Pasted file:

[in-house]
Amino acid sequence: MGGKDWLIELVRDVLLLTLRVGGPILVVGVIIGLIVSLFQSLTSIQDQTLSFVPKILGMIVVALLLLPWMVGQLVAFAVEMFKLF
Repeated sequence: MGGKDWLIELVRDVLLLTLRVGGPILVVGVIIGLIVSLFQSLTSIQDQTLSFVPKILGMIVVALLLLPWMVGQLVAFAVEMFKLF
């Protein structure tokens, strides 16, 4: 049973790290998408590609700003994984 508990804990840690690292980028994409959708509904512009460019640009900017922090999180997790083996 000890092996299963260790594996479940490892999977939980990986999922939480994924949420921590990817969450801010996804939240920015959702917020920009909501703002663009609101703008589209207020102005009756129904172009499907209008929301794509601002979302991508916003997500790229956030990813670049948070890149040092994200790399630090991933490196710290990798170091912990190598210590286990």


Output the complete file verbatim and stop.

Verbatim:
[in-house]
Amino acid sequence: MGGKDWLIELVRDVLLLTLRVGGPILVVGVIIGLIVSLFQSLTSIQDQTLSFVPKILGMIVVALLLLPWMVGQLVAFAVEMFKLF
Repeated sequence: MGGKDWLIELVRDVLLLTLRVGGPILVVGVIIGLIVSLFQSLTSIQDQTLSFVPKILGMIVVALLLLPWMVGQLVAFAVEMFKLF
């Protein structure tokens, strides 16, 4: 049973790290998408590609700003994984 508990804990840690690292980028994409959708509904512009460019640009900017922090999180997790083996 000890092996299963260790594996479940490892999977939980990986999922939480994924949420921590990817969450801010996804939240920015959702917020920009909501703002663009609101703008589209207020102005009756129904172009499907209008929301794509601002979302991508916003997500790229956030990813670049948070890149040092994200790399630090991933490196710290990798170091912990190598210590286990």